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http://dx.doi.org/10.1007/s00103-019-03035-4DOI Listing
November 2019

Efficacy of an organophosphorus hydrolase enzyme (OpdA) in human serum and minipig models of organophosphorus insecticide poisoning.

Clin Toxicol (Phila) 2020 05 27;58(5):397-405. Epub 2019 Aug 27.

CSIRO Biocatalysis & Synthetic Biology Team, Black Mountain Science and Innovation Park, Canberra, Australia.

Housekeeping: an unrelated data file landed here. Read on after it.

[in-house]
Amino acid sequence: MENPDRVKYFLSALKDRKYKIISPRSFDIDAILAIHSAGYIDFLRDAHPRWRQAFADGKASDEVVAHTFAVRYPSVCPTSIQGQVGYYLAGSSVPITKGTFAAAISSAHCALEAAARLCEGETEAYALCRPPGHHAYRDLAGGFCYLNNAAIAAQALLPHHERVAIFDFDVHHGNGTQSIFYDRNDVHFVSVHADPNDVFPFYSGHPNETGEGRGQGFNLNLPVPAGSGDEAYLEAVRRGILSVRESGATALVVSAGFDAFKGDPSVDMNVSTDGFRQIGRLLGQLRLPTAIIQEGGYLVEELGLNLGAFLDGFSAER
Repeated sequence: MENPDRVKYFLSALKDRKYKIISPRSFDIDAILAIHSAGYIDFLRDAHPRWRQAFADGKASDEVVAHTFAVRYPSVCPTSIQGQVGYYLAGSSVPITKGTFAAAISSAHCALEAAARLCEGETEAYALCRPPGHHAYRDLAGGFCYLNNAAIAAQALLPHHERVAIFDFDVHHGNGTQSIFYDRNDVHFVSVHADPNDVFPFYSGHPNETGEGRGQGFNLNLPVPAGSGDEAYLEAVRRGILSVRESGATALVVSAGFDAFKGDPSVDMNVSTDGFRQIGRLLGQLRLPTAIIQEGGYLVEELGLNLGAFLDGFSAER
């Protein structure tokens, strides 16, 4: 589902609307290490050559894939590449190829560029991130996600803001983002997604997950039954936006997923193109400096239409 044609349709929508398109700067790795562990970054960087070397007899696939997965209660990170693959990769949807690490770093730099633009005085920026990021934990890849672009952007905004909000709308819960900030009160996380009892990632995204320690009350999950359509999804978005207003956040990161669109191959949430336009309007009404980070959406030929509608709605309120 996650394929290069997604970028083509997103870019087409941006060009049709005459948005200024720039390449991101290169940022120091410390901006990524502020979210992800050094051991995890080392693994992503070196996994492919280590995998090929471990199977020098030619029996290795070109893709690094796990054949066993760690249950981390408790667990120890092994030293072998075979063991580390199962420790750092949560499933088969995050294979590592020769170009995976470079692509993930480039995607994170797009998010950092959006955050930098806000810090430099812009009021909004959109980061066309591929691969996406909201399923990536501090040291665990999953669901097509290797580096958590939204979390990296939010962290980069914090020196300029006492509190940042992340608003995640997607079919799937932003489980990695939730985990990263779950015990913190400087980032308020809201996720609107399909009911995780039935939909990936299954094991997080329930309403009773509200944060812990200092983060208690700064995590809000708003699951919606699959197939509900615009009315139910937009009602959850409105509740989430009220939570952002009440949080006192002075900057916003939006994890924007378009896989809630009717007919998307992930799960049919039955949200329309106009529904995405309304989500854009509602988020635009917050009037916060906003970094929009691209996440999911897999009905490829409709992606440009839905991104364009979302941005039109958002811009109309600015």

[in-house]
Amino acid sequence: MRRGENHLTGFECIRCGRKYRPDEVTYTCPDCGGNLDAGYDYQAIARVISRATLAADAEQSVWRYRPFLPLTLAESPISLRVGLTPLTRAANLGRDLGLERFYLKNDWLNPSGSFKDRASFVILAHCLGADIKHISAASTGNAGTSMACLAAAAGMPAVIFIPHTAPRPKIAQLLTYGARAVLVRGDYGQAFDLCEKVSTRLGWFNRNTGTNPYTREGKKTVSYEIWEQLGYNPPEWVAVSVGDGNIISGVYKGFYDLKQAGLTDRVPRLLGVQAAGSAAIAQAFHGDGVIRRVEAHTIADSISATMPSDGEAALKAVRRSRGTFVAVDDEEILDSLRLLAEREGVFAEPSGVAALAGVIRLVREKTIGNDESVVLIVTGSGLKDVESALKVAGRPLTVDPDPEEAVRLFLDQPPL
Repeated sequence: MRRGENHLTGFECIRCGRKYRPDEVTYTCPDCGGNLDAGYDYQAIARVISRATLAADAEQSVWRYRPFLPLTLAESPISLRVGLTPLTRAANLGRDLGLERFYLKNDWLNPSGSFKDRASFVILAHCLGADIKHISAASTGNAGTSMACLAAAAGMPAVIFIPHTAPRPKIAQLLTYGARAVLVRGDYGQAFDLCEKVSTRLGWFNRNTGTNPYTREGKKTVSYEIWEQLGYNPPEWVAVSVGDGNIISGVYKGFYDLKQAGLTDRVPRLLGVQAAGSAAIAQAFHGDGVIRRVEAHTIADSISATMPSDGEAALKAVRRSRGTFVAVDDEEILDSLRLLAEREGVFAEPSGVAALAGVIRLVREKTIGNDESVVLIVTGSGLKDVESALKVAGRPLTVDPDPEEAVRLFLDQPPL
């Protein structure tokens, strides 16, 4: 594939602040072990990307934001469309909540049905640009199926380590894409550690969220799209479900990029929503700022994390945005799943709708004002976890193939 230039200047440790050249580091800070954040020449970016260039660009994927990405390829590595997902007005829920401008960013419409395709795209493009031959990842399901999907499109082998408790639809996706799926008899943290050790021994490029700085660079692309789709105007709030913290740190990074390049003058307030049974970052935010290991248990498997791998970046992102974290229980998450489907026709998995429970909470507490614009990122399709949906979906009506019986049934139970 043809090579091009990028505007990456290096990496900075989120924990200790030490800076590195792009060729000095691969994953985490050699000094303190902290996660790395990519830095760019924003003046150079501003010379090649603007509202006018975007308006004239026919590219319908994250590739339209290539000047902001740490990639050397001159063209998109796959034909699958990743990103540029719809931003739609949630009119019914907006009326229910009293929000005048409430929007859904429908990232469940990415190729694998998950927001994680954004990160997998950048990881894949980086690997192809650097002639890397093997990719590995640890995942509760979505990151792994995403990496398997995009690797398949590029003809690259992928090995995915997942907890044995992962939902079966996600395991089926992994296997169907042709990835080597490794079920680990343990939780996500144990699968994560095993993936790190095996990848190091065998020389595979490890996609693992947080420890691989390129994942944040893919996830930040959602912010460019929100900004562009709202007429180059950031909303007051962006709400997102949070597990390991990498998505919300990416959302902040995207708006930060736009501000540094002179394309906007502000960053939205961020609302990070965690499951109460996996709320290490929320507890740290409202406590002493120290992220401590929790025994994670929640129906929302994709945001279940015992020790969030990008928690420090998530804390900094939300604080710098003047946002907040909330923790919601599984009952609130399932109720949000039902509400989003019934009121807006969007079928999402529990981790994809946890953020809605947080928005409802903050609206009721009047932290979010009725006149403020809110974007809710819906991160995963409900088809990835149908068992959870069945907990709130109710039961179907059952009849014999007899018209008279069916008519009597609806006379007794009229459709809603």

Current therapeutic options for organophosphorus (OP) insecticide self-poisoning including atropine and oximes are inadequate and case fatality may exceed 20%. An OP hydrolase enzyme, OpdA, has been used for environmental cleansing of OP insecticides and prevented death in rat and non-human primate models of OP insecticide poisoning if given very quickly after exposure. We here tested OpdA's ability to break down OP insecticides in human serum and in clinically relevant minipig models of OP insecticide poisoning. Human serum was spiked with seven diverse WHO Class II OP insecticides (chlorpyrifos, quinalphos, diazinon, dimethoate, fenthion, phenthoate, and profenofos) and the effect of OpdA on degradation measured. The pharmacodynamic and clinical effects of OpdA treatment were studied in Gottingen minipigs orally poisoned with agricultural formulations of dimethoate EC40 or methyl parathion EC60; pharmacodynamic effects were also assessed in profenofos EC50-poisoned pigs. OpdA effectively hydrolysed OP insecticides in human serum, with rates varying from 856 (SD 44) down to 0.107 (SD 0.01) moles of substrate hydrolysed/mole of enzyme/sec (k) for quinalphos and phenthoate, respectively, although at rates 2-3 log orders less than found in buffered solution. It showed clinical benefit in minipig models, reducing the dose of noradrenaline required to sustain an adequate mean arterial pressure after dimethoate (mean 0.149 [SD 0.10] μg/kg/h vs. 1.07 [SD 0.77] μg/kg/h,  < .0001) and methyl parathion (mean 0.077 [SD 0.08] μg/kg/h vs. 0.707 [SD 0.49] μg/kg/h,  < .0001) poisoning. OpdA reduced blood OP insecticide concentration and acetylcholinesterase inhibition after poisoning by dimethoate, methyl parathion, and profenofos insecticides. incubation of OpdA in human serum showed hydrolysis of diverse OP insecticides, although at lower rates than found in buffer solutions. This activity results in clinical and pharmacodynamic efficacy against several OP insecticides. These results support the testing of OpdA in further animal models before considering human trials to determine whether it may become an urgently required novel therapeutic agent for OP insecticide self-poisoning.